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A SSOCIATION FOR M EDICAL E DUCATION AND R ESEARCH IN S UBSTANCE A BUSE E-Cigarette Use among Smokers with Serious Mental Illness J UDITH J. P ROCHASKA,

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Presentation on theme: "A SSOCIATION FOR M EDICAL E DUCATION AND R ESEARCH IN S UBSTANCE A BUSE E-Cigarette Use among Smokers with Serious Mental Illness J UDITH J. P ROCHASKA,"— Presentation transcript:

1 A SSOCIATION FOR M EDICAL E DUCATION AND R ESEARCH IN S UBSTANCE A BUSE E-Cigarette Use among Smokers with Serious Mental Illness J UDITH J. P ROCHASKA, P H D, MPH A SSOCIATE P ROFESSOR OF M EDICINE S TANFORD U NIVERSITY

2 Financial Disclosures: Principal Investigator on Federal and State research awards: NHLBI R01, NIMH R01, NIDA P50 Component, TRDRP Pilot CARA Ad hoc consultant with Pfizer Expert witness in litigation against tobacco companies

3 SMOKING PREVALENCE by PSYCHIATRIC DIAGNOSIS National Comorbidity Survey Source: Lasser et al., 2000 JAMA 41.0% Overall Active

4 SMOKING & MENTAL ILLNESS: PREVALENCE over TIME % Current Smokers National Comorbidity Survey, Lasser et al. JAMA 2000 National Survey of American Life, Hickman et al. NTR 2010 Healthcare for Communities survey Ong et al. AJPH CDC Vital Signs MMWR, 2012

5 SMOKING by MH STATUS: NY STATE, and NY State Report 2012

6 SMOKING in PSYCHIATRY: ADULTS in SAN FRANCISCO, CA Acton, Prochaska, Kaplan, Small & Hall. (2001) Addict Behav Benowitz, Schultz, Haller, et al. (2010) Am J Epi Prochaska, Gill, & Hall. (2004) Psychiatric Services Cigarettes/day M(SD) 21 (15) 17 (12) 15

7 MAJOR TARGET MARKET  Estimates that 44% to 46% of cigarettes consumed in US by smokers with psychiatric or addictive disorders (Lasser, 2000; Grant, 2002)  175 billion cigarettes and $39 billion in annual tobacco sales (USDA, 2004)

8 Project SCUM  RJ Reynolds’ SubCulture Urban Marketing Campaign for  Gay people in the Castro and “street people” in the Tenderloin  Noted the high incidence of smoking and drugs in these subcultures  Plan was to introduce Camel cigarettes into less traditional retail outlets, like "head shops”  Eventually changed the campaign to Project Sourdough

9 WHAT ABOUT E-CIGARETTES? (vape pens, e-hookahs, hookah pens)  Cigarette-shaped device consisting of a battery and a cartridge containing an atomizer to heat a solution, often with nicotine By January 2014 there were 466 brands (each with its own website) and 7764 unique flavors (Zhu, 2014)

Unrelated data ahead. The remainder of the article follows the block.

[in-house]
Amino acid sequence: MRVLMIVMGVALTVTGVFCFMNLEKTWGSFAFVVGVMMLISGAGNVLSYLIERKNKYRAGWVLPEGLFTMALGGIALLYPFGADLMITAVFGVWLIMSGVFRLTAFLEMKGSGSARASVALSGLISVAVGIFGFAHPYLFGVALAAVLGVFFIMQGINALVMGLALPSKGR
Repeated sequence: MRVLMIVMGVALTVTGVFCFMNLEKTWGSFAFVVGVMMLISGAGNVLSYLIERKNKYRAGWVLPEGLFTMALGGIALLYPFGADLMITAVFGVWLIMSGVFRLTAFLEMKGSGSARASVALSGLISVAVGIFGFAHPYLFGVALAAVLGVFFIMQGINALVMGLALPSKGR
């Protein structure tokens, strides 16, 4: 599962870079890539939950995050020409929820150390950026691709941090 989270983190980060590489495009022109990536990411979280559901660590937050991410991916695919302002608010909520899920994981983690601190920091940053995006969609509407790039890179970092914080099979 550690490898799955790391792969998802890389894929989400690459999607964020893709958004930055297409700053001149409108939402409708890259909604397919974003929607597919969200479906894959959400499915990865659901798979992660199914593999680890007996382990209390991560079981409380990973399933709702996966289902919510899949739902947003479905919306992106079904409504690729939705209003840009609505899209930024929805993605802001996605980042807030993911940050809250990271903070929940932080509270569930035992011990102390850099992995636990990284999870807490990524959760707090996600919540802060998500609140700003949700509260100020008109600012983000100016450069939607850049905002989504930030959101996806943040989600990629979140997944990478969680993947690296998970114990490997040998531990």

10  Use rising rapidly: 1% (2009) to 6% (2011) of US adults  Majority of EC users current or former smokers  Dual use is common  Attraction of EC:  Use in settings with smoking bans  Perceptions may aid cessation  Perceived healthier alternative to traditional cigarettes  Projections: EC will eclipse conventional cigarettes in 10 yrs E-CIGARETTES Pepper & Brewer (2013); Herzog et al. (2013)

11 RCT of EC for CESSATION  RCT: 16 mg nicotine EC, non-nicotine EC, 21 mg patch  657 smokers interested in quitting  13% using antidepressants or anxiolytics  Verified 6-mo prolonged abstinence:  7% nicotine EC, 6% patch, 4% placebo EC  Minimal counseling; only a third attended a session  Adherence greater for EC (78%) than patches (46%)  EC users liked their tactile, cigarette-like qualities, sensory familiarity, taste, perceived health benefits, ease of use, and absence of cigarette odor Bullen et al. (2013) Lancet

12 E-CIGS & SCHIZOPHRENIA  1 study of EC in smokers with SMI, uncontrolled study  14 smokers w/ schizophrenia not intending to quit  Wk 52:  50% (7/14) reduced cigarettes/day by > 50%  14% (2/14) were smoke-free  1 to 2 cartridges/day used throughout the study  Schizophrenia symptoms did not increase with smoking reduction/cessation Caponnetto et al Enviro Res Public Health